Easy Linux Distro Hopping – Thunderbird and Firefox

One of the good/bad things about Linux is distro hopping. Distro hopping means trying out different distributions of Linux as the mood hits, or an exciting new distribution appears. Some people change Linux distributions monthly. Other people less often. Some people not at all.

A few people have their favorite distribution and try out other Linux distributions on the side, so to speak. I am one of those people. For me the Linux distribution I am using is possibly not as great as the new distro I will take for a test drive. I do not want to miss out.

One of the downsides to jumping Linux distributions is email and web browser settings. Email because I either have to keep email on the server, or I have to ensure I do not need any emails in the old distribution before I delete it for the next latest and greatest Linux Distribution.

There is an easy fix however, if you use Mozilla products which I am a big fan of. I prefer Thunderbird for my email and Firefox as my web browser. If you are using either or both of these, distro jumping becomes much less painful.

This post is for the new distro hoppers. A How To for easily moving your Firefox and Thunderbird email, address book and settings to your newest distro. This works for popular distros as of June 2014.

With [most] Linux distros, all your files are kept in your home directory. Your email, and your browser settings are stored as invisible files in your home directory. This is how Linux keeps everything right in the case of multiple users on a computer.

Each user or account has their own home directory where their personal files are stored.  This makes distro jumping easy. When you want to either try out a Linux distribution or try out a second distribution, keeping your email and browser settings is a fairly simple process.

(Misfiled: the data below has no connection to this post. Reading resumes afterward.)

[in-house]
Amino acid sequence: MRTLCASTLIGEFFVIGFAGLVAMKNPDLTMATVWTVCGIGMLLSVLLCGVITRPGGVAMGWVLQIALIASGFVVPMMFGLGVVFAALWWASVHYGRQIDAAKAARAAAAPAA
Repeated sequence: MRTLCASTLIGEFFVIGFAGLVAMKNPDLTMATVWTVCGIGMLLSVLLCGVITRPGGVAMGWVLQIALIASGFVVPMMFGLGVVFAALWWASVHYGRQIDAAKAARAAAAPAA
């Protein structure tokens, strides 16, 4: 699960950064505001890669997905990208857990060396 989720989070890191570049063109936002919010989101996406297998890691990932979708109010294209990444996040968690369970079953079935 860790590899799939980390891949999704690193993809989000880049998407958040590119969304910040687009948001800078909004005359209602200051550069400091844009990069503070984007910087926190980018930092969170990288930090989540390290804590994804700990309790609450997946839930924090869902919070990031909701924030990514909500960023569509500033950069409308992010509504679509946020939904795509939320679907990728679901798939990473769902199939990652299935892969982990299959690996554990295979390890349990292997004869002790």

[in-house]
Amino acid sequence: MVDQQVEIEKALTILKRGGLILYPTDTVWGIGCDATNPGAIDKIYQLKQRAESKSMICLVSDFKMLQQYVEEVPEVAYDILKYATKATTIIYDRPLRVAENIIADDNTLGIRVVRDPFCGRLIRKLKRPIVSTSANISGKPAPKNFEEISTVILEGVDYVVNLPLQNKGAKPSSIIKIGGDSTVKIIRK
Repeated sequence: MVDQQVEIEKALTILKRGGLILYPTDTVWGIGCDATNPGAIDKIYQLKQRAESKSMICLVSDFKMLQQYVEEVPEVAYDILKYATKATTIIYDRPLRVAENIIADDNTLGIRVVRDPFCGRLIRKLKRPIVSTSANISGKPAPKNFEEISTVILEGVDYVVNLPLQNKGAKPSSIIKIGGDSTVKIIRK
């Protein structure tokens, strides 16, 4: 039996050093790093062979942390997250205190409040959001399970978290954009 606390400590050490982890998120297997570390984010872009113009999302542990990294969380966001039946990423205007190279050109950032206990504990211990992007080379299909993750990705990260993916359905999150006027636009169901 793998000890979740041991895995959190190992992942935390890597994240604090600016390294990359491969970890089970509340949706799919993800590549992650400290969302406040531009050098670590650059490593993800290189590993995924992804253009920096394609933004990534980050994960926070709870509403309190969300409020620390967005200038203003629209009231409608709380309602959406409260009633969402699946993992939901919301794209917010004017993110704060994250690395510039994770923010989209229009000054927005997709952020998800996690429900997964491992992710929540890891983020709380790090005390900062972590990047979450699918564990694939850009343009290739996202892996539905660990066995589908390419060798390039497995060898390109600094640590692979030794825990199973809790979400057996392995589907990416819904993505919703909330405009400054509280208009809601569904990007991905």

In your file manager, no matter which manager you have is a setting in preferences for viewing hidden files. This needs to be checked because you want to view hidden files – temporarily.

After setting the hidden files switch, when you look at you home directory, you will see a number of files that have a period in front of the folder name. These are hidden folders. Most folders contain settings and other information for the user based software you have installed.  There are a number of hidden folders, and they tend to clutter up the file manager, so they are hidden and not viewed by default.

Two of these hidden folders you are most interested in are: .mozilla and .thunderbird. These two folders contain all your Thunderbird and Firefox email and settings.

Your new distribution needs to have Thunderbird and Firefox installed. If they are not present, install them both before proceeding.  Copy these two folders, .mozilla and .thunderbird, from your old home folder to your new home folder. Your file manager will warn you that these folders exist and do you want to replace them. Choose: yes.

Tat is all there is to it. I did one jump recently where this did not work for Thunderbird, not sure why. What I did was create my accounts in Thunderbird, and then close Thunderbird before allowing to to check of new email. When I reopened Thunderbird, my old emails, address book, etc were all present.